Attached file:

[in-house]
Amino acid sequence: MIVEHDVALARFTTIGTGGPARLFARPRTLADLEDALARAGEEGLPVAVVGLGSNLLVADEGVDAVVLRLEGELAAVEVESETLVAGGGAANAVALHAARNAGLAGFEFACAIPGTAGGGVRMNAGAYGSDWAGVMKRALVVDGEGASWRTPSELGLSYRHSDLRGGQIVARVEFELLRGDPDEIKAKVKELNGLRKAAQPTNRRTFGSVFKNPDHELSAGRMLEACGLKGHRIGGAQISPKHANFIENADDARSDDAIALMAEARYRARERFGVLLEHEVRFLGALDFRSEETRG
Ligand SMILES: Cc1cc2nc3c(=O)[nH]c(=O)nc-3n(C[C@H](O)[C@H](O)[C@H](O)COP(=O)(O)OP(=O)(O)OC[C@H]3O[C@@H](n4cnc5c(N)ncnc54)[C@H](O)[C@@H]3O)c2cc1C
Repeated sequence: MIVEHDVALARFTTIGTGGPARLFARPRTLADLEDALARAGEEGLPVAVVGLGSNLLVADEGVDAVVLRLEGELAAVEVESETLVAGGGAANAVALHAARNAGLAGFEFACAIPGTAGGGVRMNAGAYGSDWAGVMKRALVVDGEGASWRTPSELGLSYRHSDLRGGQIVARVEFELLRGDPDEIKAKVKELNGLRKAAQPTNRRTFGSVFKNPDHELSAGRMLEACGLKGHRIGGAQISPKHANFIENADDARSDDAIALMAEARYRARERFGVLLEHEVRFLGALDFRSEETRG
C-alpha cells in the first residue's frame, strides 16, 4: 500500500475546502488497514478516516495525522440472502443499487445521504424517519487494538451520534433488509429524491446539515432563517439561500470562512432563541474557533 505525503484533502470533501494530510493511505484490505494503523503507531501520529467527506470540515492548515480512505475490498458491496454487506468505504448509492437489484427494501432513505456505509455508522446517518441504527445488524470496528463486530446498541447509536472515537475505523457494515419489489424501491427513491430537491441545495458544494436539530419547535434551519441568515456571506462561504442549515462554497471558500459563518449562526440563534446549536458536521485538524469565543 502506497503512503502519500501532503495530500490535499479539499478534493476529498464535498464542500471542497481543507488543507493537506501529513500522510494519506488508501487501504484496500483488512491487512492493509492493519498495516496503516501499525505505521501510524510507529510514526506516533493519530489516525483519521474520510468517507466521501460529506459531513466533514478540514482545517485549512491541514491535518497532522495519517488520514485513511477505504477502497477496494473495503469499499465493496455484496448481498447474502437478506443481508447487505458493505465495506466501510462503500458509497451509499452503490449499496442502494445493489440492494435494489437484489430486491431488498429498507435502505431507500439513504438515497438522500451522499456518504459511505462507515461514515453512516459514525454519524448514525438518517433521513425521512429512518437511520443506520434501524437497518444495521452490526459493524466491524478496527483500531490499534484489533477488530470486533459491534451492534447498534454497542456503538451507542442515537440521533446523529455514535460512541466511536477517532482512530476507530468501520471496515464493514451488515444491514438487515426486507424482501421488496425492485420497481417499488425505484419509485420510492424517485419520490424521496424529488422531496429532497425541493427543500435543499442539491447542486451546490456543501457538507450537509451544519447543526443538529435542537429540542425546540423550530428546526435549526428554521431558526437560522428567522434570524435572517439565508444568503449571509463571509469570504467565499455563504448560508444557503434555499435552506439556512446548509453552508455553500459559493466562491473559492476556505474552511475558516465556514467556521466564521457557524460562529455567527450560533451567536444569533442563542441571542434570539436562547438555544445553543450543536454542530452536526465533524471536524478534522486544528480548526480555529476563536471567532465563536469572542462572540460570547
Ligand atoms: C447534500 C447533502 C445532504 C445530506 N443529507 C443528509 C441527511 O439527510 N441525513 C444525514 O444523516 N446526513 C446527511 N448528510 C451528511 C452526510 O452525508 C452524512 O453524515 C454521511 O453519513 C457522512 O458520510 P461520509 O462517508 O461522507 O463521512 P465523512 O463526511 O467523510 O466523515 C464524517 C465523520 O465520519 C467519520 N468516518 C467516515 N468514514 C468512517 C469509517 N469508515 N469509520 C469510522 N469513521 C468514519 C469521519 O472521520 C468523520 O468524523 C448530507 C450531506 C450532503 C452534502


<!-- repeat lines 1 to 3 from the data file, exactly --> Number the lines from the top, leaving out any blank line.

[in-house]
Amino acid sequence: MIVEHDVALARFTTIGTGGPARLFARPRTLADLEDALARAGEEGLPVAVVGLGSNLLVADEGVDAVVLRLEGELAAVEVESETLVAGGGAANAVALHAARNAGLAGFEFACAIPGTAGGGVRMNAGAYGSDWAGVMKRALVVDGEGASWRTPSELGLSYRHSDLRGGQIVARVEFELLRGDPDEIKAKVKELNGLRKAAQPTNRRTFGSVFKNPDHELSAGRMLEACGLKGHRIGGAQISPKHANFIENADDARSDDAIALMAEARYRARERFGVLLEHEVRFLGALDFRSEETRG
Ligand SMILES: Cc1cc2nc3c(=O)[nH]c(=O)nc-3n(C[C@H](O)[C@H](O)[C@H](O)COP(=O)(O)OP(=O)(O)OC[C@H]3O[C@@H](n4cnc5c(N)ncnc54)[C@H](O)[C@@H]3O)c2cc1C